What happened next?

The streak, which led Associated Press to dub him “The Charlie Brown of tennis”, ended in some style — a four-hour five-setter to beat 14th seed Greg Rusedski to win in the first round of Wimbledon.

Spadea won his only tour title in Scottsdale in March 2004 and reached an ATP singles ranking of 18 the following year. He even has an IMDb entry, playing Steve Carrell’s body double as Bobby Riggs in the 2017 film Battle of the Sexes.

What they said

“Pat has been very generous and it has been an amazing experience to work with someone of his playing stature. It [the win] was worth the wait.”

– Spadea thanks 1987 Wimbledon champion Pat Cash of Australia, who worked with him in the run-up to the year’s third major, after beating Rusedski


Bangladesh

The streak: 28 straight losses in internationals

Bangladesh lost a record 28 matches in international cricket between February 2003 and February 2004. It would count as scant consolation that these matches (Tests and ODIs) included assignments as challenging as a World Cup campaign, hosting teams like England and South Africa, as well as their first bilateral contests against Australia. Even worse for Bangladesh, the next three worst losing streaks (24, 23 and 22) also belong to them.

What happened next?

The streak could have ended a lot earlier if Inzamam-ul-Haq hadn’t played one of his most astounding rescue acts at his home ground, guiding Pakistan home in a Test match where they lost half their side under 100 while chasing 261.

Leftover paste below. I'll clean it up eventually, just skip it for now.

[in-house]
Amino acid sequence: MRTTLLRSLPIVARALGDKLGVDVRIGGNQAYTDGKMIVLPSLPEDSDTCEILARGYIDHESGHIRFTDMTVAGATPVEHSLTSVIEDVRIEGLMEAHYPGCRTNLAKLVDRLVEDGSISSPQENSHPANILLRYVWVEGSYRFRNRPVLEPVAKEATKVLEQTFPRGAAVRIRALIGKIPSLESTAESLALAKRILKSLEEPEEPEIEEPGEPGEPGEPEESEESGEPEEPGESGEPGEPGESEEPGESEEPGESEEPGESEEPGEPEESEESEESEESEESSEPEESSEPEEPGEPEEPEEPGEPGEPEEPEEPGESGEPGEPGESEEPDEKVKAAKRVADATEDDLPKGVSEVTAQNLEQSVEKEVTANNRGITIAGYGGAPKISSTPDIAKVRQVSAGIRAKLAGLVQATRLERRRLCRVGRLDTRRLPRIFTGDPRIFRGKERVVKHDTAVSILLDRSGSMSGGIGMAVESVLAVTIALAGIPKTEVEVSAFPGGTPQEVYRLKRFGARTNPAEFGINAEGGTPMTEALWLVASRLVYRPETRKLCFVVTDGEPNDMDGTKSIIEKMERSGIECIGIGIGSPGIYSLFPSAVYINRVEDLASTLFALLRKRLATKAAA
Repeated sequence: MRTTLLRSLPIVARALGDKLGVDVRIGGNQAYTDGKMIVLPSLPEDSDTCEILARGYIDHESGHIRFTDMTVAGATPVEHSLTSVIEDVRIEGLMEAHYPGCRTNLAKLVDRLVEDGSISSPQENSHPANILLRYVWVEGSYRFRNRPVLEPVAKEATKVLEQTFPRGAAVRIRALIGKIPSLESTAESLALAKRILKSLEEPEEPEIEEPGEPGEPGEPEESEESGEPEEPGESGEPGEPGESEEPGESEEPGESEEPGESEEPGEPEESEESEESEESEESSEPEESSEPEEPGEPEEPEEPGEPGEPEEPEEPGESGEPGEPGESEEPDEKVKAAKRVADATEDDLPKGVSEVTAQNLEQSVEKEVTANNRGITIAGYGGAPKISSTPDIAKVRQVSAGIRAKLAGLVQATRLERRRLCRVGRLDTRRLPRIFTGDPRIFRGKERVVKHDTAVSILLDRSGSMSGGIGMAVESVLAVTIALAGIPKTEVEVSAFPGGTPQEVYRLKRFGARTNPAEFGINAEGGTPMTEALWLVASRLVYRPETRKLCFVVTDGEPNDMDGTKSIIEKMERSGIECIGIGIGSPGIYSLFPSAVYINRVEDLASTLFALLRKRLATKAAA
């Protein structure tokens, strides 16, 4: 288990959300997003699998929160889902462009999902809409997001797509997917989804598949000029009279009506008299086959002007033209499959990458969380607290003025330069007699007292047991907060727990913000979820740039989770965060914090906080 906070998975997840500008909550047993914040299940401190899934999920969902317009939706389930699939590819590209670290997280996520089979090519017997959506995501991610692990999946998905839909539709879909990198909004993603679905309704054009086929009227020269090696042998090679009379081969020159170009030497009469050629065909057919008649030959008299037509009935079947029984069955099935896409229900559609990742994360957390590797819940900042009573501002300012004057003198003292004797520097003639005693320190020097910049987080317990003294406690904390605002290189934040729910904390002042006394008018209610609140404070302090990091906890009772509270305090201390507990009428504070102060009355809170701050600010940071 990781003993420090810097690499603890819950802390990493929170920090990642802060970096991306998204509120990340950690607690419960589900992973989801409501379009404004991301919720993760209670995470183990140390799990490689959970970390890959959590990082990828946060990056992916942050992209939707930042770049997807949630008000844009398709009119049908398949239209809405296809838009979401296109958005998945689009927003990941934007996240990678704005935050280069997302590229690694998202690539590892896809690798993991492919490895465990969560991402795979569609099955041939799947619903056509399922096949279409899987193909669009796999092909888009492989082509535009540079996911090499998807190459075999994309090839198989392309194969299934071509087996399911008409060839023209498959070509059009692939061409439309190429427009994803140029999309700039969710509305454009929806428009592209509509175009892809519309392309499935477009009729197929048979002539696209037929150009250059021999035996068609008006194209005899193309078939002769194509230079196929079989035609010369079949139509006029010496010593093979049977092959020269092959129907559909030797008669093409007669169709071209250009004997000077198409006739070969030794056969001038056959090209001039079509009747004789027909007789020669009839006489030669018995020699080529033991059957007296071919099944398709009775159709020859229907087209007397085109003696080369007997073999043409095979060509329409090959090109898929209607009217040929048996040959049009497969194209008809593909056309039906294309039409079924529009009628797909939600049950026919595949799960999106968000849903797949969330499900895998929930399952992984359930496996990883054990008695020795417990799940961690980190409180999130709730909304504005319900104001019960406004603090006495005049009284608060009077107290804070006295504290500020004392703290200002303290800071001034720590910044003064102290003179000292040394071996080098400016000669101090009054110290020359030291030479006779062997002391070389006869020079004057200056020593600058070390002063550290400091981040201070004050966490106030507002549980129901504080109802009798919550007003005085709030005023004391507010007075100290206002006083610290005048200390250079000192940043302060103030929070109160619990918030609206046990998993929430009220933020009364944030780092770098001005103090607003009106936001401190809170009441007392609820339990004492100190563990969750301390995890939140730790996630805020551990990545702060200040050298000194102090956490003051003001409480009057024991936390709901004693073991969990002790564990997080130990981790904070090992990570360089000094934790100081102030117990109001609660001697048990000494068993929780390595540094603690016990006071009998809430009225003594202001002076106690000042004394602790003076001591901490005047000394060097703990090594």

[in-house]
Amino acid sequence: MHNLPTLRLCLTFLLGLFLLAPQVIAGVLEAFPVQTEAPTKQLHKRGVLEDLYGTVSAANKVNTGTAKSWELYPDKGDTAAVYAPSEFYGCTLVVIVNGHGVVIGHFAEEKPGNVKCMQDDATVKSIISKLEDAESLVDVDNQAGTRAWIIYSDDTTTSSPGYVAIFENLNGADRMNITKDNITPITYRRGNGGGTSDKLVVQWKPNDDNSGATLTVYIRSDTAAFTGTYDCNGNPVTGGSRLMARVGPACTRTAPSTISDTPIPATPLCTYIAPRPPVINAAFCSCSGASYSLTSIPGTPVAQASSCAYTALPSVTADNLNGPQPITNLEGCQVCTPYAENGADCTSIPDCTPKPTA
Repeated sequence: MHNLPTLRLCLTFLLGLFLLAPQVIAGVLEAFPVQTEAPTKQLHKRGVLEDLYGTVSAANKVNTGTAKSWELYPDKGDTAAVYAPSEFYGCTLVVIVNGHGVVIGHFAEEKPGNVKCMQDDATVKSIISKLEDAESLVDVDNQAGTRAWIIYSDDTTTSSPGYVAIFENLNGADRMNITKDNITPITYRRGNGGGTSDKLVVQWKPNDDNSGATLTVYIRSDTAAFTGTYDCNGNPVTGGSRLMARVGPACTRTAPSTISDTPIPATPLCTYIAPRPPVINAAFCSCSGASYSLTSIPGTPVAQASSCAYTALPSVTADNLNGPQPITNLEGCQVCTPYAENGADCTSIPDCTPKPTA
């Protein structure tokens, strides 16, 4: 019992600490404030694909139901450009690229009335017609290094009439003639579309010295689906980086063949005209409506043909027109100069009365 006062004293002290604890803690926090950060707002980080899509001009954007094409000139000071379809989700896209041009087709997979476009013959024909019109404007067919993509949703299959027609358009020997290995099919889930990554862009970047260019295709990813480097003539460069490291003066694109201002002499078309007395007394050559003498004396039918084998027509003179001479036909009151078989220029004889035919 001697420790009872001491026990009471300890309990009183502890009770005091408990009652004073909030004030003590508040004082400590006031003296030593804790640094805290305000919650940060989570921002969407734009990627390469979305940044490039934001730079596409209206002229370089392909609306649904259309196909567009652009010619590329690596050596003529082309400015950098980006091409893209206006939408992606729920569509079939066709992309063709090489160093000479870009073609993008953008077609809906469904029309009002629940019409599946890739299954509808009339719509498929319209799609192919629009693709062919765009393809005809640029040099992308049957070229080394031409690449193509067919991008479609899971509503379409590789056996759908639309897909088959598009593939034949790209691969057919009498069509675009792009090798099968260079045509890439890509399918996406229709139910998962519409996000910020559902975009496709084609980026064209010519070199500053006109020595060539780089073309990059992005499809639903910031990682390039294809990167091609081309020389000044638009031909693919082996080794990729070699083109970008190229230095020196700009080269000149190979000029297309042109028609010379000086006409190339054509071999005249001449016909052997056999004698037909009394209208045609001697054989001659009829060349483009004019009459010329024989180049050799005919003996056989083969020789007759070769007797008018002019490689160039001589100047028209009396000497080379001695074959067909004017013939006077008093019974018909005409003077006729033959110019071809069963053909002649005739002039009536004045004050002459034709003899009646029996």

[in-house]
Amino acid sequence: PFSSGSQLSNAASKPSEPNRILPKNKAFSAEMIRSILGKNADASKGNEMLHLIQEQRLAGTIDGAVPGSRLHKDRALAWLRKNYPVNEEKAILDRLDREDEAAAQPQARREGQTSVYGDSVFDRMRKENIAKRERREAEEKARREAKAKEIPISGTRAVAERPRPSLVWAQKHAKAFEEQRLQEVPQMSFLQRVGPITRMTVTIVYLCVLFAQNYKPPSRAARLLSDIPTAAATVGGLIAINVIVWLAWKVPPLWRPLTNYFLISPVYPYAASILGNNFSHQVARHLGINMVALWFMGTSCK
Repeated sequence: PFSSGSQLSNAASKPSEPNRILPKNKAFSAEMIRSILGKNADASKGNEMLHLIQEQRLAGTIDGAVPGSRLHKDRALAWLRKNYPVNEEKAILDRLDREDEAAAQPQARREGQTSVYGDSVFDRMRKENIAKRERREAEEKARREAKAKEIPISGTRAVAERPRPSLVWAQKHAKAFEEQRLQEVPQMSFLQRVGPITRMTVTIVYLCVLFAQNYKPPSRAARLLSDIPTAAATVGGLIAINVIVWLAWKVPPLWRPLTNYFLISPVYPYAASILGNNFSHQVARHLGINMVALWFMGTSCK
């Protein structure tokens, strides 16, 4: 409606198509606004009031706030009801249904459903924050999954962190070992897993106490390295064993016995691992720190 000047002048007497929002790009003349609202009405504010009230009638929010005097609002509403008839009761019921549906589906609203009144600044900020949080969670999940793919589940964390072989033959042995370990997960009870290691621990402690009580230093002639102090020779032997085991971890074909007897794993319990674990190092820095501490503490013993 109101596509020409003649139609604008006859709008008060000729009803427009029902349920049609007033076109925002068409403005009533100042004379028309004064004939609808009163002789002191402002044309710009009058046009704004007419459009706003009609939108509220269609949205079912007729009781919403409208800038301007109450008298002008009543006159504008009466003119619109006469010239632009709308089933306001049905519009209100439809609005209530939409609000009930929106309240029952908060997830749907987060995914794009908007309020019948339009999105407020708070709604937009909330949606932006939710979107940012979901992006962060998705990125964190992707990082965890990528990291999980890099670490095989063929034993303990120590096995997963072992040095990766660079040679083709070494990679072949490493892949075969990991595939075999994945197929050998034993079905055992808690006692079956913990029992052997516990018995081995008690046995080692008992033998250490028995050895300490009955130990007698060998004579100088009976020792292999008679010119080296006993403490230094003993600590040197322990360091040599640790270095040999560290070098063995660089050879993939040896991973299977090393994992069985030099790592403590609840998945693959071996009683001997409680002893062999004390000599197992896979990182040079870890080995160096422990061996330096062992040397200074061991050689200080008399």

That was Bangladesh’s 17th defeat in the sequence, which came to an end against Zimbabwe in a Test match in Bulawayo. Bangladesh were the luckier team this time, as they were bowled out for 168 and the home side were 210 for 2, but three full days were lost to rain.

What they said

“Our target remains the same: individual improvement. If we can end that, we could possibly end our losing streak.”

– Bangladesh’s coach Dav Whatmore reflects on the one-wicket defeat to Pakistan at Multan


Bob Sapp

The streak: 14 consecutive MMA bouts between March 2011 and September 2016

The story

Colorado-born Sapp was actually drafted by the Chicago Bears in the 1997 NFL draft, but would go on to make his fame first in kickboxing, before embarking on a mixed martial arts (MMA) career, having also spent some time wrestling in WCW and New Japan Pro Wrestling. His losing streak began with a TKO to Stav Economou in Abu Dhabi, and six submissions, five TKOs and one disqualification later, he suffered his 14th successive defeat also via TKO, against Aori Gele in Changsha, China.

What happened next?

Sapp returned to kickboxing for a bout in 2017, losing to Greg Tony in Saint Tropez, France, before returning to MMA for a fight against former sumo Osunaarashi (real name Abdelrahman Shalan) in Saitama, Japan in September 2018. The streak was broken with a unanimous decision in favour of Sapp. The fight was anything but inspiring, though. “They stood in front of each other and were too exhausted to do much of anything,” said one website.

What they said

“Am I throwing these fights? No. Will I go into that ring and receive large amounts of damage for small paychecks? No.”

– Sapp, shooting down suggestions that his losing streak had anything with him wanting to secure himself financially by losing on purpose